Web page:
Retrospective taxation

John Campbell’s biography of Margaret Thatcher refers to her taking a well-worn copy of Hayek’s Constitution of Liberty from her handbag and telling a seminar at the Centre for Policy Studies: ‘This is what we believe’.

In that great book, Hayek discusses the Rule of Law. He says: ‘As a true law should not name any particulars, so it should especially not single out any specific person or group of persons.’ He goes on to say: ‘[It] came to be recognised, as Parliament began to act as arbitrarily as the king, that whether or not an action was arbitrary depended not on the source of the authority but on whether it was in conformity with pre-existing general principles of law. The points most frequently emphasised were that there must be no punishment without a previously existing law providing for it [and] that all statutes should have only prospective and not retrospective operation…’

How far short of that ideal the coalition government has recently fallen, with its deplorable proposal to take £500 million from Barclays Bank in respect of a tax-avoidance transaction which was, apparently, entirely legal. I can’t believe Lady Thatcher would approve.

In 1970 I published a pamphlet, based on a speech to the Society for Individual Freedom, entitled ‘We’re All Nazis Now’. The title, of course, was derived from Sir William Harcourt’s well-known assertion on introducing estate duty in 1894, ‘We’re All Socialists Now’. I was pointing out how many practices of the UK government at the end of the 1960s resembled those of the German Nazis between 1933 and 1945.

In that pamphlet I wrote: ‘Retrospective taxes are a favourite Nazi practice. … There is no difference in principle between taxing people on income that was not legally taxable at the time it arose, or at higher rates than were then in force, and fining, imprisoning, or even executing people for so-called “offences” which were not legally offences at the time they were committed.’

It is disappointing – to put it mildly – to see a modern British government resort to this obnoxious practice once again. No one would expect today’s Liberal Democrats to be ‘liberal’ in the classical sense, but one might have hoped that the Conservative majority in the coalition government would have more respect for the principles of the Rule of Law.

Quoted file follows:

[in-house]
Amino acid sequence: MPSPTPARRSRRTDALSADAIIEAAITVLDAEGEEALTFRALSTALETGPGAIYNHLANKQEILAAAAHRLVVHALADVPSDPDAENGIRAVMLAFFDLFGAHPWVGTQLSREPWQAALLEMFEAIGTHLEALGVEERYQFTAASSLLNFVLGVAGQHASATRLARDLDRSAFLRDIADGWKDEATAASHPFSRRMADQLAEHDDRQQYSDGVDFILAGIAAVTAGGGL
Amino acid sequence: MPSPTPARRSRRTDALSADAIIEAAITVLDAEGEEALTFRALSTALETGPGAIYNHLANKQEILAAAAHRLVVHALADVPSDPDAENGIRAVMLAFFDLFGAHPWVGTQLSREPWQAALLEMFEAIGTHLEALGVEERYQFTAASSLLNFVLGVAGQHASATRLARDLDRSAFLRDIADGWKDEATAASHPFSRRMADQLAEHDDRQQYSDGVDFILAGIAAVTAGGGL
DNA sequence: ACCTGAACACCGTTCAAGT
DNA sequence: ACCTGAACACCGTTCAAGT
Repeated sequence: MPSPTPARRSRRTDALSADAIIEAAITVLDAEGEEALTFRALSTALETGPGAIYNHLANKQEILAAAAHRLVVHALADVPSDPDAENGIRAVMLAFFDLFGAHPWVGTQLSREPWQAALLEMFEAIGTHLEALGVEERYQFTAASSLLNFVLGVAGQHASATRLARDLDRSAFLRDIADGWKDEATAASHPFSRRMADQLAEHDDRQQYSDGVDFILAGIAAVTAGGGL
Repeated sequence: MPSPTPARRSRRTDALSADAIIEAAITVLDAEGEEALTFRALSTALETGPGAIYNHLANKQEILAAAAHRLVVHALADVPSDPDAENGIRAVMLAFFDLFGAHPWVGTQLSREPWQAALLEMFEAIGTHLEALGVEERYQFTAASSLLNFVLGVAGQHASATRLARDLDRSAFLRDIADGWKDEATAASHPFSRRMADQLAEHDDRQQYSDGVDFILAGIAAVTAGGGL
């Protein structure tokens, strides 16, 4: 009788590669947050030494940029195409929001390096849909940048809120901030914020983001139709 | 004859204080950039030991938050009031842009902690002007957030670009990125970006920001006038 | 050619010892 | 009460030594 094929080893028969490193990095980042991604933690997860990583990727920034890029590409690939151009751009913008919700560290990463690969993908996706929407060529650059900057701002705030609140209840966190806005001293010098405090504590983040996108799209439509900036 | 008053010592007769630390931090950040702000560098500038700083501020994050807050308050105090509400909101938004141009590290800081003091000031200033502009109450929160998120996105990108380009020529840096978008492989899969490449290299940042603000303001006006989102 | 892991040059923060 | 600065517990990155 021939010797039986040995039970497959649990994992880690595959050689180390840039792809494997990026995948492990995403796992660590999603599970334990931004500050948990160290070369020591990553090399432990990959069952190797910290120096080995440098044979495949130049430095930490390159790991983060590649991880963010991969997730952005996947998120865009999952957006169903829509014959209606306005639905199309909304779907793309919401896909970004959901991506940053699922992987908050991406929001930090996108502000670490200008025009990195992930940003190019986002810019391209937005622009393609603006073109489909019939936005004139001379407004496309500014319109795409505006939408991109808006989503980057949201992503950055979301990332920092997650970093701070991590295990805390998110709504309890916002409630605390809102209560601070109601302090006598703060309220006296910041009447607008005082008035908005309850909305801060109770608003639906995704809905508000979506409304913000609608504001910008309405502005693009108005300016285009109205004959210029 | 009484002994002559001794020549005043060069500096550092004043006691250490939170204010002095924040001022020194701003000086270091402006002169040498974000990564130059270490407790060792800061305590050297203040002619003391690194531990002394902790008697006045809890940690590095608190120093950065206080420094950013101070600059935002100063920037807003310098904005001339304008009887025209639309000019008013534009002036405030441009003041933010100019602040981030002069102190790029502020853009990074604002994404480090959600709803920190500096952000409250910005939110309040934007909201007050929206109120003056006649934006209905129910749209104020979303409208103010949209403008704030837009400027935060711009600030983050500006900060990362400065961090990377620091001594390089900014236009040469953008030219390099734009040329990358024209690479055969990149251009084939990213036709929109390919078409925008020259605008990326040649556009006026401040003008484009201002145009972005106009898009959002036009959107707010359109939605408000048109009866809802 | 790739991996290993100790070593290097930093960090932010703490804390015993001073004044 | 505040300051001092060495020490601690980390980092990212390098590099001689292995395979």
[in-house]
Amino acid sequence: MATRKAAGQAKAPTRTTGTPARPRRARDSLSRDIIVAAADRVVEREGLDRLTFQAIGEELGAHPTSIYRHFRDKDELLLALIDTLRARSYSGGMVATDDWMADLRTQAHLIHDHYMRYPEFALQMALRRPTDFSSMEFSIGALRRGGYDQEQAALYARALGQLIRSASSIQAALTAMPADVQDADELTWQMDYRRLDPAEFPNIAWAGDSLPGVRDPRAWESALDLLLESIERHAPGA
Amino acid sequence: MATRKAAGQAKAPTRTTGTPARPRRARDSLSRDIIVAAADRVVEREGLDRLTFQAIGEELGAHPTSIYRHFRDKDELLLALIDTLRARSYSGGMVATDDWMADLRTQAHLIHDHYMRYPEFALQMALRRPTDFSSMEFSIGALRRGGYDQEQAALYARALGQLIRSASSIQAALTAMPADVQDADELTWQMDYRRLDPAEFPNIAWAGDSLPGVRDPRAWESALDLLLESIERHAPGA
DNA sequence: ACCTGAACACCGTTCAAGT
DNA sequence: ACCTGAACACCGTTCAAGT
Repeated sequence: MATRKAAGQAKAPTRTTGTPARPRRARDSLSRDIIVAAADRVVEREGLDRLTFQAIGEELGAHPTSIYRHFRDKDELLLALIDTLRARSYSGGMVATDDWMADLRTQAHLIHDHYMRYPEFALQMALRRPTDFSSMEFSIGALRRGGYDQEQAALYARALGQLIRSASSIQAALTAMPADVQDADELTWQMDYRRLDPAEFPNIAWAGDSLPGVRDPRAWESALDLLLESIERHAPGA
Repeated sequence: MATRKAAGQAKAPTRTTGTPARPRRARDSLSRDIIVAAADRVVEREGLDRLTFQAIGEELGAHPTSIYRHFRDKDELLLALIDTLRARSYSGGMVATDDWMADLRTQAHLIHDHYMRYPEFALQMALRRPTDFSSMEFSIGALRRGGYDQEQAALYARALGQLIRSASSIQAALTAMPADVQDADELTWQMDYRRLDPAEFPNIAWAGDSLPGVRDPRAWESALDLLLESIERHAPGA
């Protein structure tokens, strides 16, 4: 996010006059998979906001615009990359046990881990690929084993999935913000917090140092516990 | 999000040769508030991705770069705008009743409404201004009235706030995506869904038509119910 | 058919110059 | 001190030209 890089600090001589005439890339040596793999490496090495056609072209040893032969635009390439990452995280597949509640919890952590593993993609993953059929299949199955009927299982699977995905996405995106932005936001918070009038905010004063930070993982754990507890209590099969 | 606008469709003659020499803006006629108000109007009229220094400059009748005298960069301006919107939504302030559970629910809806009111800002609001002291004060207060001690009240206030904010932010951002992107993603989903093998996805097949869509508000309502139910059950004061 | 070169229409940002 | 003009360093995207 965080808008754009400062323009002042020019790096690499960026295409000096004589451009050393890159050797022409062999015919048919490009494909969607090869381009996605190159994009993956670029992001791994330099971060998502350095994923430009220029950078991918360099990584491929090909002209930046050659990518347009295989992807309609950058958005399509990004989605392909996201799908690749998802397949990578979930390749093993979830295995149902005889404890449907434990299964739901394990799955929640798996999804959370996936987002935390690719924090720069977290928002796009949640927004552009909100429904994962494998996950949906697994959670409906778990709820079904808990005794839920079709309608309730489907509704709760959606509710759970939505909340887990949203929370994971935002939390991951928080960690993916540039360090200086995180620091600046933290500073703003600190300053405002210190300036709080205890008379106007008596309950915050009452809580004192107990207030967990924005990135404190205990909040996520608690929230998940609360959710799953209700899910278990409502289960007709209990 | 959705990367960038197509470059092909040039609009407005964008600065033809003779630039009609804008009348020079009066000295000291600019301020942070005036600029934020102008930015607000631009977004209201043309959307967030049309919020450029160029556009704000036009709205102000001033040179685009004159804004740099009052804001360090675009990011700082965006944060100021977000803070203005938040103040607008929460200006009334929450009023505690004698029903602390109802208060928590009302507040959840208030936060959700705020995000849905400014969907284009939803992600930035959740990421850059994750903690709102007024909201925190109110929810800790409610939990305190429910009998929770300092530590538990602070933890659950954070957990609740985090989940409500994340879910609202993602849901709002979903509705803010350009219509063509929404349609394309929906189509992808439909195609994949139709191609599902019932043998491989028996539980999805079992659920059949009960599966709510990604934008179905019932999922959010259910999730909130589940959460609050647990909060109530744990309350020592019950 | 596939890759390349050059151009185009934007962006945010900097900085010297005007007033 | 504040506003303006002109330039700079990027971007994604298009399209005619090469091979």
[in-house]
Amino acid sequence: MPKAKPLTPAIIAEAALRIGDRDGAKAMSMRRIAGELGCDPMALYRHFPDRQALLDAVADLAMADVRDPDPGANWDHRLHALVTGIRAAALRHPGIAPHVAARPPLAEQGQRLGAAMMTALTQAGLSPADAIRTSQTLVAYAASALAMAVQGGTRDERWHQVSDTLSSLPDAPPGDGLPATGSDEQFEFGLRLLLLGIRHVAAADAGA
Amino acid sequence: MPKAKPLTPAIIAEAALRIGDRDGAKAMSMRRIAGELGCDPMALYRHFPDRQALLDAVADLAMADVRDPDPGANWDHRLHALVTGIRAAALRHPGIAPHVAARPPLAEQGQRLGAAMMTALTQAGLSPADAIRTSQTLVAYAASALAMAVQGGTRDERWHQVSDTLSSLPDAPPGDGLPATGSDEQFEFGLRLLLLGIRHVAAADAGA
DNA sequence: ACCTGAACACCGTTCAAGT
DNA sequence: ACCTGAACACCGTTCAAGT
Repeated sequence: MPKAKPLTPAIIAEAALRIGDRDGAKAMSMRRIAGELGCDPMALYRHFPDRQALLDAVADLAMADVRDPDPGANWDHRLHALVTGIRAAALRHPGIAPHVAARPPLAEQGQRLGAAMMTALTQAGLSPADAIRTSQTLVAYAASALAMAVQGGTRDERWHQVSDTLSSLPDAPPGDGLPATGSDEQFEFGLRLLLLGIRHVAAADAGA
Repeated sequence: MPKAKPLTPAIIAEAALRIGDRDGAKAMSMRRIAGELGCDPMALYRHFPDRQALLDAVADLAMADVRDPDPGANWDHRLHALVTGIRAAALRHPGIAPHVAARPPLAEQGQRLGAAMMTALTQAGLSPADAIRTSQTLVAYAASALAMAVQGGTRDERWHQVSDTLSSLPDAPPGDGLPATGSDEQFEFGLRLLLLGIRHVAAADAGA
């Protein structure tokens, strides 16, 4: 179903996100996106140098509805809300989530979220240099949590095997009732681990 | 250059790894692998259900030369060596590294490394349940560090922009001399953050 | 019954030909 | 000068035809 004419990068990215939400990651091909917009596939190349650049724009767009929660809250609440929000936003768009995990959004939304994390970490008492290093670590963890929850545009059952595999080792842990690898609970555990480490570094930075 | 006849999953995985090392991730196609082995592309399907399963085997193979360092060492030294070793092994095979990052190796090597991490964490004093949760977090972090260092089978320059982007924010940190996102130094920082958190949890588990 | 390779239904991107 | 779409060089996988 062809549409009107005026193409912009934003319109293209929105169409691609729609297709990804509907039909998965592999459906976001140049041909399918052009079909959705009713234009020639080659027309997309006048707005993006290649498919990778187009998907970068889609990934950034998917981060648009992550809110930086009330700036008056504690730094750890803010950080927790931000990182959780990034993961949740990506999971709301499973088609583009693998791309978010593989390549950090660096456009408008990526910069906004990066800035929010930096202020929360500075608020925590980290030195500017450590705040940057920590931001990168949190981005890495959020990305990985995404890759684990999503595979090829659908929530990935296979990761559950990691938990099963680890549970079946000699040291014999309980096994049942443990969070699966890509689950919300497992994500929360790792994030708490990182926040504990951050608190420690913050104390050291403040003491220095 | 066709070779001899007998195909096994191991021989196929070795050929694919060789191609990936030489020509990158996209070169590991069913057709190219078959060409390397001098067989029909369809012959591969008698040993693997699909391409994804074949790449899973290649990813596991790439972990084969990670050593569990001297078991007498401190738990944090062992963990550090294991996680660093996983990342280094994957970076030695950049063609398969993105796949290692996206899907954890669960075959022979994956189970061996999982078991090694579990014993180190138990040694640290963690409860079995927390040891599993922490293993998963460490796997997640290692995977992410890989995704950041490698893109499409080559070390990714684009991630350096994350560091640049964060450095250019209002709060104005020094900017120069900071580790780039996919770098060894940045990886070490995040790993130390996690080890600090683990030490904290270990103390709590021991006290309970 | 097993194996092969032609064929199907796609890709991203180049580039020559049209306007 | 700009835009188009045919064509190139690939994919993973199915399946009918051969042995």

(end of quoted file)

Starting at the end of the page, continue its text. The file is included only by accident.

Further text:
Towards the end of his life, Hayek remarked that, in the course of a long life, his opinion of politicians had steadily gone down. I know how he felt.

14 thoughts on “Retrospective taxation”

  1. Posted 12/03/2012 at 12:01 | Permalink

    According to wikipedia (I just happened to be checking last night this for an interview I am doing tomorrow), it was at the Conservative Research Department that Thatcher got the Constitution of Liberty out when some speaker was giving a speech about the importance of pursuing the middle way. If somebody can clarify this, I would be grateful.

  2. Posted 12/03/2012 at 13:45 | Permalink

    @Philip: I’m guessing she hadn’t read the appendix!

  3. Posted 12/03/2012 at 14:45 | Permalink

    My information about the venue comes from p. 365 of vol. 1 of John Campbell’s biography. He references p. 174 of Thinking the Unthinkable…’ by Richard Cockett. I think that must be somewhere on my carpet, but it is not immediately to hand!

  4. Posted 12/03/2012 at 16:03 | Permalink

    I have just checked p. 174 of Thinking the Unthinkable, and it appears that Philip is correct. The incident apparently took place at the Conservative Research Department in the summer of 1975.

  5. Posted 12/03/2012 at 16:53 | Permalink

    Quite interesting, Campbell used the source and got the venue wrong. I assume he knows the difference

  6. Posted 12/03/2012 at 22:10 | Permalink